A recent Freedom of Information request has revealed that Essex County Council settled a £230k compensation claim to a secondary school teacher who slipped in a school hallway on a “discarded ketchup sachet”. This huge sum will no doubt raise a few eyebrows as well as the understandable ‘compensation culture’ question.
Teacher's injuries and lost income
As a consequence of this incident, the teacher will have lost income and incurred expenses, as well as suffered physically. Based on these factors, the teacher will have been awarded compensation according to a pre-set scale, according to awards in previous cases that were heard in Court.
While it is natural that people question this case, the reality is that the settlement could in fact save public money; as the Council did not need to pay its barrister to contest in Court. The Council and its insurer will have had its own well-resourced legal team. The teacher was legally represented by a lawyer instructed by the NUT, whose duty it will have been to fearlessly represent that client.
We would all like to think that if we are injured or our family members are injured, justice can still be achieved even when there is no Union involvement. Yet recently, insurance companies persuaded the Government to seek to limit claimant lawyer’s fees to deter claims and those seeking justice for the injured.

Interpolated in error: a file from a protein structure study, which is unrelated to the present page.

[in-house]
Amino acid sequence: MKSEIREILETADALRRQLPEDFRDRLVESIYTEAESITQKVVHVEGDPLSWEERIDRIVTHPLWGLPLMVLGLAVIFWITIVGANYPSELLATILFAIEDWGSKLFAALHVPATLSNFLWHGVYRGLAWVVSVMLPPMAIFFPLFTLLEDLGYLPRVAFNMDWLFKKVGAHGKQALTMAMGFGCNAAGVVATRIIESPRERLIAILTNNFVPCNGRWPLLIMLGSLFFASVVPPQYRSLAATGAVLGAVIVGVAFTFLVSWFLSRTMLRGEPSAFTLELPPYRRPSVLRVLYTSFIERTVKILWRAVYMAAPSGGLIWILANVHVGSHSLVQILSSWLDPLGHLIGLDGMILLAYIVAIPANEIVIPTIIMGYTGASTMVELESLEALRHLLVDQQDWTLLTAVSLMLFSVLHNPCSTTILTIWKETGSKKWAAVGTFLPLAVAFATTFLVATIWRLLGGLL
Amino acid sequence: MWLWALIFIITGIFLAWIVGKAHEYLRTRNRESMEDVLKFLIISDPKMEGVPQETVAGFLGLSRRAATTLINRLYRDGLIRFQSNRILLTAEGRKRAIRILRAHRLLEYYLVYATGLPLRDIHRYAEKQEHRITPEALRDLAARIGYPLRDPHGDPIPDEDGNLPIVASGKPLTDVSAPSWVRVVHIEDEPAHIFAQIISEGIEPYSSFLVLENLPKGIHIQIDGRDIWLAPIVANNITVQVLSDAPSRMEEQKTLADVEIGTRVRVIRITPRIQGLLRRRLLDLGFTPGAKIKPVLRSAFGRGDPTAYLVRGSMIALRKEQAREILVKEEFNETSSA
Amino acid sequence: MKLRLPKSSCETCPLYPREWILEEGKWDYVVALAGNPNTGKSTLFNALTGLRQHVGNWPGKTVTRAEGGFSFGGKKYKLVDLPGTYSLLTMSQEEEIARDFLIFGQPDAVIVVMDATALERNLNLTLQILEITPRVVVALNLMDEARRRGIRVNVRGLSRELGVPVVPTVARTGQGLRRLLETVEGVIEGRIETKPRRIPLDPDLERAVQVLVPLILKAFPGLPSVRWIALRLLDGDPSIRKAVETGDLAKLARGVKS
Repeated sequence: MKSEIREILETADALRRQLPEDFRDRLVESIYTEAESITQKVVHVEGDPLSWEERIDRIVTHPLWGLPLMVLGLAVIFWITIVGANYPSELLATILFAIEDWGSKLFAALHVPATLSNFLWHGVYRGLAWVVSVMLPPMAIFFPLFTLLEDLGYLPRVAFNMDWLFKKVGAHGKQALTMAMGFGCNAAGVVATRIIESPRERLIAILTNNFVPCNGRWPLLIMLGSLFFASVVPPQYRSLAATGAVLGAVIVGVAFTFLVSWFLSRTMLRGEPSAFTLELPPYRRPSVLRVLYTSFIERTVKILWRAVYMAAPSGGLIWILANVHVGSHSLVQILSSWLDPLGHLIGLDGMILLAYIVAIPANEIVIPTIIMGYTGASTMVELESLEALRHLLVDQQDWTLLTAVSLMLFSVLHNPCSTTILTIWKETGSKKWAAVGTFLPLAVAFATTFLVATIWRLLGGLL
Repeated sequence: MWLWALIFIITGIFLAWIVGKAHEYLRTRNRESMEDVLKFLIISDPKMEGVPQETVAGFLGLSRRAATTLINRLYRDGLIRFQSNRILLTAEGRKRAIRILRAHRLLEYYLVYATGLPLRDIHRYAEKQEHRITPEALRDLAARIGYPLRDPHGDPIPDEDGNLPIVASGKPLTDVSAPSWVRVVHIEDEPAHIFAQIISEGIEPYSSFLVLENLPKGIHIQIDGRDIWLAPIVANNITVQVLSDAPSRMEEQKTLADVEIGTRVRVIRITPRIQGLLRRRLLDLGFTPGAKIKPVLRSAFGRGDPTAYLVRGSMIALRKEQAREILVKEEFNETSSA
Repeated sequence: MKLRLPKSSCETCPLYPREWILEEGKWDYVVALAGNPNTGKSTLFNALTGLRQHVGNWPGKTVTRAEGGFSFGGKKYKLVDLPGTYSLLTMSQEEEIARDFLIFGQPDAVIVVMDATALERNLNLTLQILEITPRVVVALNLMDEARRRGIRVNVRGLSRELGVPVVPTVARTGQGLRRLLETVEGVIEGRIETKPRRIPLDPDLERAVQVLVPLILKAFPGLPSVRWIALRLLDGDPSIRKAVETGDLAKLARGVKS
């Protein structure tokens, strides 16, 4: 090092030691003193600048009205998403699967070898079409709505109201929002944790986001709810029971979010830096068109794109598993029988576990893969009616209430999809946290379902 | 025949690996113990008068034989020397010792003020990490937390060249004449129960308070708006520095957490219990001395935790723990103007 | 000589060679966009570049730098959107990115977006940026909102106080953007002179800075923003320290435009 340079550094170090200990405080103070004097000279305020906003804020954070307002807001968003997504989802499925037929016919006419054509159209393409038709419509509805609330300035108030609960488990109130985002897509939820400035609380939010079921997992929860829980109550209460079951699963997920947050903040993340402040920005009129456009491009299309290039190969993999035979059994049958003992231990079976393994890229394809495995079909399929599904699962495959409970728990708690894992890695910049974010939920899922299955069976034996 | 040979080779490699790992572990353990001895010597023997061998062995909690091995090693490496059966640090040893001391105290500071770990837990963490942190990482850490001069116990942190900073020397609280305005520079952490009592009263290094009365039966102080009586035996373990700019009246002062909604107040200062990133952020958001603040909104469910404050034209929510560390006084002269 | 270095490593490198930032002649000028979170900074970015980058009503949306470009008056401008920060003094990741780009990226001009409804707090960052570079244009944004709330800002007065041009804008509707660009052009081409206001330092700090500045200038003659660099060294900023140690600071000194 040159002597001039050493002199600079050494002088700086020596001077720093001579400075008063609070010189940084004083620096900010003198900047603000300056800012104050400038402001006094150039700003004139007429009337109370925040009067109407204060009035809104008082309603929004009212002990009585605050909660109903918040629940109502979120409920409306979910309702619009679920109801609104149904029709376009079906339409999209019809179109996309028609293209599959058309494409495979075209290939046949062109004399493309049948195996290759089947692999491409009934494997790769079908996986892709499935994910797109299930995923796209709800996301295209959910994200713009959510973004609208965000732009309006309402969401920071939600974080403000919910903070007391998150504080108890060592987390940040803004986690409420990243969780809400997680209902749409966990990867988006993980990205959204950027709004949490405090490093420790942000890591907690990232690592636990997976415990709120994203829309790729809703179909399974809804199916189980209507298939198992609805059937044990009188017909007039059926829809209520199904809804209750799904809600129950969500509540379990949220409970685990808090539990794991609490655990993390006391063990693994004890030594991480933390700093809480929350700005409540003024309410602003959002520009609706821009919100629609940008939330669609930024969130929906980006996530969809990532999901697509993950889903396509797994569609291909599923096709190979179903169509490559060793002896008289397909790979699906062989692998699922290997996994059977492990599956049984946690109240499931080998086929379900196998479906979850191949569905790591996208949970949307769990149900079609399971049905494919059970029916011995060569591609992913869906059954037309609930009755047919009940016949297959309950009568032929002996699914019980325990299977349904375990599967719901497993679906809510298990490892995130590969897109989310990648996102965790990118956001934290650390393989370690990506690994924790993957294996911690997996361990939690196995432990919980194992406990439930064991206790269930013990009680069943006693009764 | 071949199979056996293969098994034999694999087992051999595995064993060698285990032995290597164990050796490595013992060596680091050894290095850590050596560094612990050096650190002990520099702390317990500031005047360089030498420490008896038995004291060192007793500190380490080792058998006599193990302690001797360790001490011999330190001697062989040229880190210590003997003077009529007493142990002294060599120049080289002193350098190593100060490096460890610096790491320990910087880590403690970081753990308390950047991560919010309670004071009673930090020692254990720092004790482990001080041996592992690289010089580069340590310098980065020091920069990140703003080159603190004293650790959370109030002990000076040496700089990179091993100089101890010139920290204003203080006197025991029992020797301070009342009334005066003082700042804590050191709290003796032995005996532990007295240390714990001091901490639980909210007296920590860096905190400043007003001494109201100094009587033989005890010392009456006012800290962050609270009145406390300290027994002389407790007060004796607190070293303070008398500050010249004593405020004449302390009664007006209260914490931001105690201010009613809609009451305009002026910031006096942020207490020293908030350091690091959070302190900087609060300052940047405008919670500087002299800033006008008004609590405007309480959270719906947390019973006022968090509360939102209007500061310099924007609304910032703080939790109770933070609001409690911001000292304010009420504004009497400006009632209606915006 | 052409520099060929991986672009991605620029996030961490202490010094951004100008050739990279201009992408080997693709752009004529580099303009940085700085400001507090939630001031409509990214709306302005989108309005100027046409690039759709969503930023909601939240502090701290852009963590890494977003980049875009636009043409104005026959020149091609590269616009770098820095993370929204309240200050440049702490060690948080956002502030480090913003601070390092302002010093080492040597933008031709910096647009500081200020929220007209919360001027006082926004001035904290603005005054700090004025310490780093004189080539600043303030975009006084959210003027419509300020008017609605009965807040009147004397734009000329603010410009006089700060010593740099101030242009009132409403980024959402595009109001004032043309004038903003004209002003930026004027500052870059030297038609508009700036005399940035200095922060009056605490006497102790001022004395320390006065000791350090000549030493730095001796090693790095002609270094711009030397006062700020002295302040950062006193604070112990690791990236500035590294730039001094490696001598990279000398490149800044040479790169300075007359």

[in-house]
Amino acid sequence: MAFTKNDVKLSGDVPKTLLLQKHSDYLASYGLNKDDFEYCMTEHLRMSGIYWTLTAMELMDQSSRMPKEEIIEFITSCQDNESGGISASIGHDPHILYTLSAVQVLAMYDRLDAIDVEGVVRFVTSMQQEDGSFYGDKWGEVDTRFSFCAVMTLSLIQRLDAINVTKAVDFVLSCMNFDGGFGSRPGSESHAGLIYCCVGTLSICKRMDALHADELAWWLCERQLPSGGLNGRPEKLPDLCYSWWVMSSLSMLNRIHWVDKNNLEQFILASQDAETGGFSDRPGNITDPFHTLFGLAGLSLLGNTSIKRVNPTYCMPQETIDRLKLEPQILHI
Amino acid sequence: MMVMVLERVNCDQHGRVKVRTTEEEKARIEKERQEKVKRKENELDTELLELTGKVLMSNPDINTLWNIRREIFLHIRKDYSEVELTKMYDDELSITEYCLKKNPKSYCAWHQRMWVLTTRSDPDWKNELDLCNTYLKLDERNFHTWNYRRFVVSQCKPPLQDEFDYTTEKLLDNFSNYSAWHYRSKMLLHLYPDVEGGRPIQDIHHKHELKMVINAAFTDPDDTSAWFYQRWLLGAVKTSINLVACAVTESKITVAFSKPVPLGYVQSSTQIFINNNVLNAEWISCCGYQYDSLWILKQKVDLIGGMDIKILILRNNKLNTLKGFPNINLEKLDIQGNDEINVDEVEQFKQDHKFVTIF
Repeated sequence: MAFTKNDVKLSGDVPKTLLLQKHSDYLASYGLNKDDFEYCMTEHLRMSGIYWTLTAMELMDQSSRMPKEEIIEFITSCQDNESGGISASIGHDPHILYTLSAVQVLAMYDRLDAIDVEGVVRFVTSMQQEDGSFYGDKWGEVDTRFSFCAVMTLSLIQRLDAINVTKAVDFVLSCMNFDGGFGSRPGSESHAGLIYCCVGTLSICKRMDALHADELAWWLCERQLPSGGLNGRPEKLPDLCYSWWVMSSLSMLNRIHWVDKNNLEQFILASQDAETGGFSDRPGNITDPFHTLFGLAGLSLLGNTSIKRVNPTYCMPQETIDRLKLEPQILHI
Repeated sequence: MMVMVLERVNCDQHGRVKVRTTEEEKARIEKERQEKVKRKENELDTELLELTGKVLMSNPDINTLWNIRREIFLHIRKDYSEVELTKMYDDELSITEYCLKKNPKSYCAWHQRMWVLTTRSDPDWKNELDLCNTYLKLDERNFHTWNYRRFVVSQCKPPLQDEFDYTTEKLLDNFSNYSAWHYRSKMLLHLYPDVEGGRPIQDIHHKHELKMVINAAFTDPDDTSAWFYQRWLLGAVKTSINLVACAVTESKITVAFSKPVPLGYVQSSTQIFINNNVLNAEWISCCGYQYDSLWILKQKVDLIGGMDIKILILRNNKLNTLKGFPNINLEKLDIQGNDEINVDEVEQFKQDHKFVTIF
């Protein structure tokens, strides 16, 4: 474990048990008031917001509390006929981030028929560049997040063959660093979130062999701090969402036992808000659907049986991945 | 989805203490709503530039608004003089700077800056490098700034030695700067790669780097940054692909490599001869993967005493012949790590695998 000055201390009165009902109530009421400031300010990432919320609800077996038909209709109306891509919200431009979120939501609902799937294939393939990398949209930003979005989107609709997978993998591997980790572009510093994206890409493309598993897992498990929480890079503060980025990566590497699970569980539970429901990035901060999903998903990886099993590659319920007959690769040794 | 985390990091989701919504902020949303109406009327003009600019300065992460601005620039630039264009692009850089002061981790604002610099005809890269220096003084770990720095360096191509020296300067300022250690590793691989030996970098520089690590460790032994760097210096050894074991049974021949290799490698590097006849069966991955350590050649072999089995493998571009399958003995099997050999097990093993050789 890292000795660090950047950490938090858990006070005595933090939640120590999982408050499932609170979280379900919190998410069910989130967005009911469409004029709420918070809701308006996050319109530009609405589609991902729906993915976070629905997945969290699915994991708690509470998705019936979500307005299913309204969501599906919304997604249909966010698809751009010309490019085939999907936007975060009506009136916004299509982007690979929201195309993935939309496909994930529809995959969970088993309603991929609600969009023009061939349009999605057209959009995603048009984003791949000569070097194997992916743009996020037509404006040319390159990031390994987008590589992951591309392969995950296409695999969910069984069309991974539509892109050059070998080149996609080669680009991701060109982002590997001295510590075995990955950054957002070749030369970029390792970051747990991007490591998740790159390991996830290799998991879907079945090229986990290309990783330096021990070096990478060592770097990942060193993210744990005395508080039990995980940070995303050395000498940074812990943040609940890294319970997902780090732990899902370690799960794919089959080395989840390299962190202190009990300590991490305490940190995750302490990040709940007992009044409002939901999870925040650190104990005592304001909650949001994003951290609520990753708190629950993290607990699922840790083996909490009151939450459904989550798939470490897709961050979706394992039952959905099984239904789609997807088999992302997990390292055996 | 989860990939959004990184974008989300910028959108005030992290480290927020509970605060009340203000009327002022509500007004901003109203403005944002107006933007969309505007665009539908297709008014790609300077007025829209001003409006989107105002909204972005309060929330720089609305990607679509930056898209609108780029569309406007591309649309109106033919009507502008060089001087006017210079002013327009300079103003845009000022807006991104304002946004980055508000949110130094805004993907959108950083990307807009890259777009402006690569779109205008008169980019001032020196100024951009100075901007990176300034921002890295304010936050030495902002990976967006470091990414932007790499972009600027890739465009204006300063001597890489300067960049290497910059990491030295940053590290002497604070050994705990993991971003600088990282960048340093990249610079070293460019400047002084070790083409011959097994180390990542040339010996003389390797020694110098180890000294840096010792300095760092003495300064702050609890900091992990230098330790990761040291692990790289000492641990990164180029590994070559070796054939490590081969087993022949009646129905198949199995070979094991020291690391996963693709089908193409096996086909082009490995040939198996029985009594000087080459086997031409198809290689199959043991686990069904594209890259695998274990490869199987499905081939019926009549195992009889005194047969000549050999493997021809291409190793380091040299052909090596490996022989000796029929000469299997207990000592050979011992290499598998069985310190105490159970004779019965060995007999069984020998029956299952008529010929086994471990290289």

Balancing competing needs and aiming for the optimal solution
Most people care about their level of taxation and how tax proceeds are used. Many people also want to see justice done for genuine victims. These things are not mutually exclusive. It is reasonable to want to live in a safe environment and to expect that when a person is injured due to another’s negligence it is right that the victim receives compensation.
In an ideal world there would be fewer accidents and hence fewer claims. Perhaps, focus needs to be placed more heavily on accident prevention and less on the criticism of those who seek redress having been injured as a result of negligence.